Investors will be hard-pressed to find a lithium project with the near-term production potential of San Jose, with its ready infrastructure, straightforward process flowsheet and the calibre of Plymouth’s partner. And you can throw in a regional government that seems reasonably keen to see a mine emerge given it initiated the asset bidding and then picked two go-forward companies to come up with a viable development plan.
Analysts at one Australian stockbroker, Hartleys, have punted on a circa-US$150 million project yielding up to 15,000 tonnes per annum of lithium carbonate (selling for about US$11,000/t) at around US$5,500/t all-in costs. For Byass, it’s too early to comment on such numbers, but he notes the big body of historic drilling and project assessment data that drove interest from Plymouth and Sacyr supports a plain view of a project that could become “a simple, cheap and current source of lithium carbonate for decades”.
Plymouth’s early drilling results and met-scoping has only improved the view from a grade and process-cost perspective.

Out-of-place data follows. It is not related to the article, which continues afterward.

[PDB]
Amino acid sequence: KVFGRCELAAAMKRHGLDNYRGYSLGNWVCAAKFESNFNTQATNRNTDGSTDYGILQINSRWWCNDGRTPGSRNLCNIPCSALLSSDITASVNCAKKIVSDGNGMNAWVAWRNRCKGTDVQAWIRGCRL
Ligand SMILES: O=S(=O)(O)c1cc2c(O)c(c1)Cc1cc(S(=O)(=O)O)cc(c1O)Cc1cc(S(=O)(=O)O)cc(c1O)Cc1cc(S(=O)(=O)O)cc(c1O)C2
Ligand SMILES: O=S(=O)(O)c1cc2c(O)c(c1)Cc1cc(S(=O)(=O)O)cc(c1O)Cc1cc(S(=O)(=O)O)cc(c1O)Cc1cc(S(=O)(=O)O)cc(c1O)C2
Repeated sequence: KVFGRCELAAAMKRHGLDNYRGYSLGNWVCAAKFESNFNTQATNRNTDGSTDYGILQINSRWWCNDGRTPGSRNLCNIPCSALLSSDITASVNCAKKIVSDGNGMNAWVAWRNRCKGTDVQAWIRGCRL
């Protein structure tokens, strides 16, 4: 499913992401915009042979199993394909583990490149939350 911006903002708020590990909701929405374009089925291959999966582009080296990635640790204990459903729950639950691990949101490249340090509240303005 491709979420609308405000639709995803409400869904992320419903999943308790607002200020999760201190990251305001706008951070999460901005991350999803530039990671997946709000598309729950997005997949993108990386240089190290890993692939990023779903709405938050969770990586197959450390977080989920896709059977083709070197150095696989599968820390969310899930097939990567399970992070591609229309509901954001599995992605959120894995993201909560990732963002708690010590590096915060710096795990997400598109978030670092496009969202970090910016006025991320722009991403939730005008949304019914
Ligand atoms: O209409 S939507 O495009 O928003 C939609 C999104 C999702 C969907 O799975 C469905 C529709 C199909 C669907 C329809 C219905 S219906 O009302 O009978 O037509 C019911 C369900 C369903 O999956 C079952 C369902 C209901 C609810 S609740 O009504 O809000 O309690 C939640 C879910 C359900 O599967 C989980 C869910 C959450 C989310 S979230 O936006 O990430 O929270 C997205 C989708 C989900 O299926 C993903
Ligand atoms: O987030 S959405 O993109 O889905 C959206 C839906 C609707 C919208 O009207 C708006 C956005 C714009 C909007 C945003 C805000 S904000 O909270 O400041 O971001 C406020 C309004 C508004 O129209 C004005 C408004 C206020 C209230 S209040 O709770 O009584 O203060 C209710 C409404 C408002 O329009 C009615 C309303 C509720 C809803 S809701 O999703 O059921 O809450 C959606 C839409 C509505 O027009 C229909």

“This is a very good project within trucking distance of what is currently one-third of the world’s [lithium] consumption and growing rapidly,” Byass says.
“Europe consumes one-third of the world’s lithium and only produces 2% of the world’s lithium, and that comes out of the Iberian Peninsula already. Lithium carbonate is a high-value product that can be shipped around the world three times, but the demand is there in Europe for automotive and standby power applications as announced by Volvo VW Daimler and SAFT with nine battery gigafactories proposed in Europe. Local sourcing is becoming increasingly important across the main regional demand centres [Asia, North America and Europe] as China’s domestic market increases and absorbs all of the available lithium being produced.”
Alongside the San Jose lithium project and the 80%-owned Morille tin-tungsten project west of Madrid, Plymouth has the wholly-owned Banio potash project in Gabon which has all the hallmarks of a company-making asset in its own right.
Results from ongoing ‘twinning’ of old oil exploration drill-holes are demonstrating the veracity of previous results which suggested a 6-to-10-billion-tonne potash exploration target zone over a massive, shallow horizon at Banio, in the Congo Basin. Over the border in the Republic of Congo, ASX-listed Kore Potash (current market cap A$142 million) has 5.3Bt of 22.6% K2O at Kola, in the same sylvinite rocks of the basin.